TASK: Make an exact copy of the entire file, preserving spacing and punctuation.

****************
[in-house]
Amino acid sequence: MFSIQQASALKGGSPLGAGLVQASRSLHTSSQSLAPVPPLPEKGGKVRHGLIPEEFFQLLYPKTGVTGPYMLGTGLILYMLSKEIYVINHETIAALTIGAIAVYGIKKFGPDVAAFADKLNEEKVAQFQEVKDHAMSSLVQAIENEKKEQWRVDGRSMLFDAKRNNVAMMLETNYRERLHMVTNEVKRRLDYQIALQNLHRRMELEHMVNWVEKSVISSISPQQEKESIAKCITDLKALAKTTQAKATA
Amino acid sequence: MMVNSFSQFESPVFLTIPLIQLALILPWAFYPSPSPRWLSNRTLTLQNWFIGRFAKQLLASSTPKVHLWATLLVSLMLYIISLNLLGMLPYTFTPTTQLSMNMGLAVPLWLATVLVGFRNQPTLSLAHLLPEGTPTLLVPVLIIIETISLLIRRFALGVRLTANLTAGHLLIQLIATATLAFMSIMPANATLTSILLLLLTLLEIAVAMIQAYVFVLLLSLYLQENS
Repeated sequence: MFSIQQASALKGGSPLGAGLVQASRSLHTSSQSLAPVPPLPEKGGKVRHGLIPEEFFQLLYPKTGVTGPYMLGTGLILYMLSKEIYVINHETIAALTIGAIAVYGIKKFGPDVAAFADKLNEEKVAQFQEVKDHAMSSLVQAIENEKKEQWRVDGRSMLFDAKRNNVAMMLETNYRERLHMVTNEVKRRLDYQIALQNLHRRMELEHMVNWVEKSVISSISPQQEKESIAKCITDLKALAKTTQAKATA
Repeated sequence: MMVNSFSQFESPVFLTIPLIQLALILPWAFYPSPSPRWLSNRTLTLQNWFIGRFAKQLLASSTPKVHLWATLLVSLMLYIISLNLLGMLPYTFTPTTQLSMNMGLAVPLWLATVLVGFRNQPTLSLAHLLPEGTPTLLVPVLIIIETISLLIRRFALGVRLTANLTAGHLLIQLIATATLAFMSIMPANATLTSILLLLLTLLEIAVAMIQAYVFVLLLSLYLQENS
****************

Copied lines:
[in-house]
Amino acid sequence: MFSIQQASALKGGSPLGAGLVQASRSLHTSSQSLAPVPPLPEKGGKVRHGLIPEEFFQLLYPKTGVTGPYMLGTGLILYMLSKEIYVINHETIAALTIGAIAVYGIKKFGPDVAAFADKLNEEKVAQFQEVKDHAMSSLVQAIENEKKEQWRVDGRSMLFDAKRNNVAMMLETNYRERLHMVTNEVKRRLDYQIALQNLHRRMELEHMVNWVEKSVISSISPQQEKESIAKCITDLKALAKTTQAKATA
Amino acid sequence: MMVNSFSQFESPVFLTIPLIQLALILPWAFYPSPSPRWLSNRTLTLQNWFIGRFAKQLLASSTPKVHLWATLLVSLMLYIISLNLLGMLPYTFTPTTQLSMNMGLAVPLWLATVLVGFRNQPTLSLAHLLPEGTPTLLVPVLIIIETISLLIRRFALGVRLTANLTAGHLLIQLIATATLAFMSIMPANATLTSILLLLLTLLEIAVAMIQAYVFVLLLSLYLQENS
Repeated sequence: MFSIQQASALKGGSPLGAGLVQASRSLHTSSQSLAPVPPLPEKGGKVRHGLIPEEFFQLLYPKTGVTGPYMLGTGLILYMLSKEIYVINHETIAALTIGAIAVYGIKKFGPDVAAFADKLNEEKVAQFQEVKDHAMSSLVQAIENEKKEQWRVDGRSMLFDAKRNNVAMMLETNYRERLHMVTNEVKRRLDYQIALQNLHRRMELEHMVNWVEKSVISSISPQQEKESIAKCITDLKALAKTTQAKATA
Repeated sequence: MMVNSFSQFESPVFLTIPLIQLALILPWAFYPSPSPRWLSNRTLTLQNWFIGRFAKQLLASSTPKVHLWATLLVSLMLYIISLNLLGMLPYTFTPTTQLSMNMGLAVPLWLATVLVGFRNQPTLSLAHLLPEGTPTLLVPVLIIIETISLLIRRFALGVRLTANLTAGHLLIQLIATATLAFMSIMPANATLTSILLLLLTLLEIAVAMIQAYVFVLLLSLYLQENS